After breaking through the language barrier and buying train tickets to Florence, we were off to the next town. The ride was quick, but we were in a set of seats with a girl playing her iPod for all to hear. She had headphones in, but the thing was on speaker. Odd.
We found our hotel without too much trouble. It was a decent-sized room for Italy with a large bathroom. The window overlooked a street fair; pretty cool. After we dropped off our bags, we headed out. Our first stop (by accident, I swear!) was to the food market. It was closing for the day, so we only got a quick look. After, we found a cute little place for lunch almost immediately. I had risotto with gorgonzola. YUM! (Note, I’ve been way overcooking my risotto!)
Our next stop was the Duomo, Florence’s largest cathedral. Our tour guide the next day explained the opulence of the cathedrals as the way of buying your way into heaven for the historic elite. Wouldn’t it be interesting to see what would be created if that was the belief today. After checking out the inside, we did the climb to the top of the tower. Oh my. At one point, I turned around and asked Randy if we were climbing to heaven. It was 456 steps , mostly in cramped, really tight quarters. Totally worth it though. We could see the painting in the tower up close, which put the Sistine Chapel’s ceiling to shame…this one used 3D imaging! The view from outside was just as amazing. Florence is much more spread out than I expected.
After we recovered with that day’s gelato, we moved on to the Piazza della Signoria that had a number of famous statues (or copies anyway). Next we tried the Uffizi Gallery where we expected to wait in line for up to an hour. What a great surprise – there was no line! I really enjoyed this art museum. Maybe the overload of art was teaching me how to appreciate it after all!
We were at that gallery until closing time and then walked in the rain to the Oltarno neighborhood to take in the view from Piazza Michelangelo. It was gorgeous, but very, very popular to sit on the stairs and watch the sunset. Needless to say, between the teenage throngs drinking wine and the impending storm cloud, we left before the true sunset. We enjoyed another good dinner and meandered through different piazzas on our way home to work off the $6 bottle of wine. (Good wine. $6. Fantastic.) About halfway through our walk, we ran into the camera crew and one “actor” from Jersey Shore. And here I thought I couldn’t be more embarrassed to be an American than after I heard the 20-something say she was ready to “slut it up” for all on the Piazza Michelangelo to hear. And yes, she most definitely was an American. Sigh.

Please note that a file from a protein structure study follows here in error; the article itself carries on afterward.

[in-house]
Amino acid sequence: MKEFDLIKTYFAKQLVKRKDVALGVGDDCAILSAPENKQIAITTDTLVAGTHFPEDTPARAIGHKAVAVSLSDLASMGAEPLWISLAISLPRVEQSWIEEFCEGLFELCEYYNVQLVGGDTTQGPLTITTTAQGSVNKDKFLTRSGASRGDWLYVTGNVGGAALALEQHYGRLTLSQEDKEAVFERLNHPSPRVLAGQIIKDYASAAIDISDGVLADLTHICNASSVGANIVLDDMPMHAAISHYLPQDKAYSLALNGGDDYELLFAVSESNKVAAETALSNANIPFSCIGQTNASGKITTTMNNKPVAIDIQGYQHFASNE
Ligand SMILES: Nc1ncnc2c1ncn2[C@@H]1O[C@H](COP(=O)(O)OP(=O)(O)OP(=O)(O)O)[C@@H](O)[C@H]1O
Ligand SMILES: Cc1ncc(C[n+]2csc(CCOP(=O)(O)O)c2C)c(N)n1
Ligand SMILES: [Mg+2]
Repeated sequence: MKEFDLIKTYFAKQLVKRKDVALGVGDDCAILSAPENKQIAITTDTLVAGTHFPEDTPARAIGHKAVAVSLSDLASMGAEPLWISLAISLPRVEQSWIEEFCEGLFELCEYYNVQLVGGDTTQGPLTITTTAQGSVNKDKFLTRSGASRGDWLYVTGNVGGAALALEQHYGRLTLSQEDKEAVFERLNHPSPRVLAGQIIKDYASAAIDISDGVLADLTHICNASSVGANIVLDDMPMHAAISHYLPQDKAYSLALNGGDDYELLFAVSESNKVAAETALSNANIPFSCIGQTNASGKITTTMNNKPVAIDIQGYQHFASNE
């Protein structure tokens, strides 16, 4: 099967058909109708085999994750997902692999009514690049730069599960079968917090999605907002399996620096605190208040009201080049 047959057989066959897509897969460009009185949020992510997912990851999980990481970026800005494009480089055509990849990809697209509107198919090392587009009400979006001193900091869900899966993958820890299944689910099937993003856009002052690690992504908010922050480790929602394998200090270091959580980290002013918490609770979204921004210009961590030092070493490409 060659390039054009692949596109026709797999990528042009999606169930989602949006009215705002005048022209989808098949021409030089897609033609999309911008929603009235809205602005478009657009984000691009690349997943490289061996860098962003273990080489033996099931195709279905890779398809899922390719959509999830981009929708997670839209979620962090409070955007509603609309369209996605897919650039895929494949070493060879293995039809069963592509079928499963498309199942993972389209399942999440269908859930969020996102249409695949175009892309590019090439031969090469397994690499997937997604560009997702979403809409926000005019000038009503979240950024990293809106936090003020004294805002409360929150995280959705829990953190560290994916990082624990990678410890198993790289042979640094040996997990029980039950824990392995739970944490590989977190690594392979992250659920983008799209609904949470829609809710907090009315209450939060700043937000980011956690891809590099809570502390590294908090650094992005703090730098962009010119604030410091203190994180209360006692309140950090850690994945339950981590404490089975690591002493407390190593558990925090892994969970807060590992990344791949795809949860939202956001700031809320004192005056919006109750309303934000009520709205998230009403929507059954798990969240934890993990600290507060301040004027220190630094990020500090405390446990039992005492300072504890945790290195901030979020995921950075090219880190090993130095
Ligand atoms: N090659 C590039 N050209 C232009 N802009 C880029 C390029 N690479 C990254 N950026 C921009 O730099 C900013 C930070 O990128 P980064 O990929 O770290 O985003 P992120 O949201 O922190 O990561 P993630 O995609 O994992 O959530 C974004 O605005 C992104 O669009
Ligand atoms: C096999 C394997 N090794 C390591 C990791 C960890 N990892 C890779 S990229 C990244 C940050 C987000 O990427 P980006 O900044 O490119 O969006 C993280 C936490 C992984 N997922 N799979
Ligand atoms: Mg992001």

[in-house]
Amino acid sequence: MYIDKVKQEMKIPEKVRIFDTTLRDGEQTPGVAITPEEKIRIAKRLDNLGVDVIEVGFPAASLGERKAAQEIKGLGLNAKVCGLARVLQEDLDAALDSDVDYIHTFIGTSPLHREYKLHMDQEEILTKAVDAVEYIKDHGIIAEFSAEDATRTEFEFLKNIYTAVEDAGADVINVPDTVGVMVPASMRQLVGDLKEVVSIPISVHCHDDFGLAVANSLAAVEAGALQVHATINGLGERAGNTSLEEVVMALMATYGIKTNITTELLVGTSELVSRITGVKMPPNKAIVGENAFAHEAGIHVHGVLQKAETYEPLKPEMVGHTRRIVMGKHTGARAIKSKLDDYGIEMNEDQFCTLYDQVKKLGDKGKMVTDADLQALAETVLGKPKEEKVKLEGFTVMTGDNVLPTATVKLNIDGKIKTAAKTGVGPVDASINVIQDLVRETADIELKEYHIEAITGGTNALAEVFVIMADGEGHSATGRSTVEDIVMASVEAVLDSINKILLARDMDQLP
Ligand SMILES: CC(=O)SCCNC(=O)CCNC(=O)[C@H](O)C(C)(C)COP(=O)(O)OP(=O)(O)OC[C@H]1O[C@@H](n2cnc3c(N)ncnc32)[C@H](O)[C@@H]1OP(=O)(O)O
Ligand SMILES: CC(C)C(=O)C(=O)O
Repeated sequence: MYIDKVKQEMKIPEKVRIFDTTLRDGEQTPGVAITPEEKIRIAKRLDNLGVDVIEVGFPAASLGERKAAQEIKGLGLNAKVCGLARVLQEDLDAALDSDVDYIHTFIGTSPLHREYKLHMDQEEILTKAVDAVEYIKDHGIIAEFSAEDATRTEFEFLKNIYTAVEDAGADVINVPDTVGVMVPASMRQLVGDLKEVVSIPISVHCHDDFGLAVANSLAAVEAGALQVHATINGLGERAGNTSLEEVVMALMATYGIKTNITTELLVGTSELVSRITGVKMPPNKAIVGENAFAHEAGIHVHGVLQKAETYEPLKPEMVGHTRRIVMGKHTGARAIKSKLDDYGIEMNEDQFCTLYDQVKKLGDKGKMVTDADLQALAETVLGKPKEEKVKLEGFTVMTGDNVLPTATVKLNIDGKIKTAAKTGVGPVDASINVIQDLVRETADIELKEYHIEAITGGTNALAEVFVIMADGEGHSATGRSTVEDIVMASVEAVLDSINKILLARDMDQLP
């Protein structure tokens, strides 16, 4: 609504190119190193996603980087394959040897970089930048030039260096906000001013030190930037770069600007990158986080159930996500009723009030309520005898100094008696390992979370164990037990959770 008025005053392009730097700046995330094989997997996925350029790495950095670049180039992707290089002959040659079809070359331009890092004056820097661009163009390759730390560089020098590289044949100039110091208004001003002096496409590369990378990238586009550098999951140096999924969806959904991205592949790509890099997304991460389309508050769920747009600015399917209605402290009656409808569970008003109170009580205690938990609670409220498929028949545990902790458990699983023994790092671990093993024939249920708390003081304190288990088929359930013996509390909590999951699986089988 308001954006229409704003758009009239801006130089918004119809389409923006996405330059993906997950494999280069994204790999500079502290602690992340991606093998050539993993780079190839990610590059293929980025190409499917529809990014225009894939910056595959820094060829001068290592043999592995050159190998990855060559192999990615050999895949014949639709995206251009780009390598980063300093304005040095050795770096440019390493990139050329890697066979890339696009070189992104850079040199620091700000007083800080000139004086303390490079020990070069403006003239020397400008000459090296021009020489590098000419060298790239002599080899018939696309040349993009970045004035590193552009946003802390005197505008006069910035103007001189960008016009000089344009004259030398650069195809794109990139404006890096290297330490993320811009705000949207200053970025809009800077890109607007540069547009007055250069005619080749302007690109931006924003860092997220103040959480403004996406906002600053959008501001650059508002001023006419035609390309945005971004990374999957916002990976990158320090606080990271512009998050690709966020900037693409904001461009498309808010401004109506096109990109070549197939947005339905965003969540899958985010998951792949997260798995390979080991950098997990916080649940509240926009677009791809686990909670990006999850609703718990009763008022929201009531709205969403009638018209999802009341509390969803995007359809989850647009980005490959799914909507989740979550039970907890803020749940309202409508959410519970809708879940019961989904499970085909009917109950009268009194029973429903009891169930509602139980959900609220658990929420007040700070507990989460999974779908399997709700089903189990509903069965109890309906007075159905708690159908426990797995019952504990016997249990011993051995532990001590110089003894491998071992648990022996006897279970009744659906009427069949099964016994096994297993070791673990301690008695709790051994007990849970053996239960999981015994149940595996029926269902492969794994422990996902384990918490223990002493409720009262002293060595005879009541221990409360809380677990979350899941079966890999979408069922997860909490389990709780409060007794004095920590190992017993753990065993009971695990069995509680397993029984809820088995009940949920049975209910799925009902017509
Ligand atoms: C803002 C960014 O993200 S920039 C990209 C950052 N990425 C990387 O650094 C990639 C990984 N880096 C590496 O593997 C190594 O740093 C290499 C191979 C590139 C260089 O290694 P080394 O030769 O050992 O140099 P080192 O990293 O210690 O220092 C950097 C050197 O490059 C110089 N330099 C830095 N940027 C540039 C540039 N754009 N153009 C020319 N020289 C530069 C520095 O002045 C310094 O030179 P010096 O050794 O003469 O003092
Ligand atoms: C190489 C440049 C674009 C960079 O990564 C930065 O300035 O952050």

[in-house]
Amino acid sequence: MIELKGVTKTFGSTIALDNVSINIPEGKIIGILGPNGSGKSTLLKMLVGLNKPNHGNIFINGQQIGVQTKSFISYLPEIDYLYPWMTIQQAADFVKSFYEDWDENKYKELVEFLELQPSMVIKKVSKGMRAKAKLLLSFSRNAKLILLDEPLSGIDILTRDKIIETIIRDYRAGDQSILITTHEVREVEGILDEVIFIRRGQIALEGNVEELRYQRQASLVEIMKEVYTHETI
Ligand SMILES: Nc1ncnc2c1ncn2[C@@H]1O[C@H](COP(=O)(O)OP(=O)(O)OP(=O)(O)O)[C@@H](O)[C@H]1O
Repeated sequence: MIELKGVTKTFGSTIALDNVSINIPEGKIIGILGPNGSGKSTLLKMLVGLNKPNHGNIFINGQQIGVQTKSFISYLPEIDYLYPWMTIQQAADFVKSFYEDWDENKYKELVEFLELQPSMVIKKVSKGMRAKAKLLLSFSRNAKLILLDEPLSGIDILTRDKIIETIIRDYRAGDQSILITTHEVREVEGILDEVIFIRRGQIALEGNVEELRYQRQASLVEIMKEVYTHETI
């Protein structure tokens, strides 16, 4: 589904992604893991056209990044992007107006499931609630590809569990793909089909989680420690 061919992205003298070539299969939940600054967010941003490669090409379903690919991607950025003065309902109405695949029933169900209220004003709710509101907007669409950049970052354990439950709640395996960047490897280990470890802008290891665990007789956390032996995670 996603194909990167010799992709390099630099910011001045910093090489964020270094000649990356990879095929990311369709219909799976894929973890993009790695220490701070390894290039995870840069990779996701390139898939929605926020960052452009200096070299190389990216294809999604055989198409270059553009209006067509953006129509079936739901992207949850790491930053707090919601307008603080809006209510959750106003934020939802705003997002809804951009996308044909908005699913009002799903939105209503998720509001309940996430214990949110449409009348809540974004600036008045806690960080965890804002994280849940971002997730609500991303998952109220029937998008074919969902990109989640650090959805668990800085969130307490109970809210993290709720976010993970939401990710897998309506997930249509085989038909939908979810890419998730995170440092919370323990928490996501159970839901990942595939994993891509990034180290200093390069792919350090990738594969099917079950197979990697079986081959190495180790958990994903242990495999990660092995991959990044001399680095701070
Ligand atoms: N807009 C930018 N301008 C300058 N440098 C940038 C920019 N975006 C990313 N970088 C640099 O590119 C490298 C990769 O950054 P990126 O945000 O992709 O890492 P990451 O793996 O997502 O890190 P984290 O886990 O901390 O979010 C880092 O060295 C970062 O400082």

We had an early morning wakeup call on Friday to meet our 8:30 departure time for a “Best of Tuscany” tour. Before we left, we had the included breakfast from the hotel, which is exactly what you would expect from a three-star hotel: lots of sugary pasties, hardboiled eggs, and fruit out of can. No worries though because all we did was eat the rest of the day.
Our first stop was Siena, where we took four (yes, four) escalators to get to the top of the hill. Once there, we had a guided tour through the highlights. For me, there were two. First was their duomo. These churches kept getting more outlandish than the last! This one was ornate, which is typically too much for my taste, but I found it pretty. Also, it had some statuary by Michelangelo from before he was famous. Next, I enjoyed their Piazza del Campo, which was huge! So huge, that they have two horse races since 1656. This is steeped in tradition. There are seventeen neighborhoods to this small city; each with a name, symbol, colors and leadership. Through a lottery system, each neighborhood gets a chance to compete, but they don’t know what horse they will be using until four days ahead of time. Finally, we did try the local cake, called panforte. We tried a chocolate and a “cannolla” flavor. Eh. A little too fruit cake-y for my tastes.
Next, we went to Fattoria Poggio Alloro, a farm that produced wine, olive oil, cheese and saffron. We had a quick tour of the facilities and then sat for lunch next to three girls from Alabama who were spending three weeks in Europe to celebrate graduating from college. Sigh again. We tried four wines: a white, a Chianti, a Merlot and a dessert wine.
Stop number three was San Gimignano, another medieval town…this one with 14 standing towers. They were serious towers that could be seen all the way from the farm, which was 15 minutes away. By this stop, we were so full and tired, so we made our own way to the top of their fortress, took some pictures and just hung out.
Our final stop, Pisa, wasn’t what I expected. The touristy area around the leaning tower was what you would think, but on a mini-train tour, they showed us the rest of the town. Did you know they have over 60,000 college students in Pisa? Crazy.
We didn’t get tickets to Venice until Friday night (for a Saturday departure), so we were stuck with a 12:30 train. We used this late start as the opportunity to go the street market where I bought a couple of belts and wander through the food market again where we bought stuff for lunch. I have never had cherries that tasted so good!
For pictures from this portion of our trip, please click here.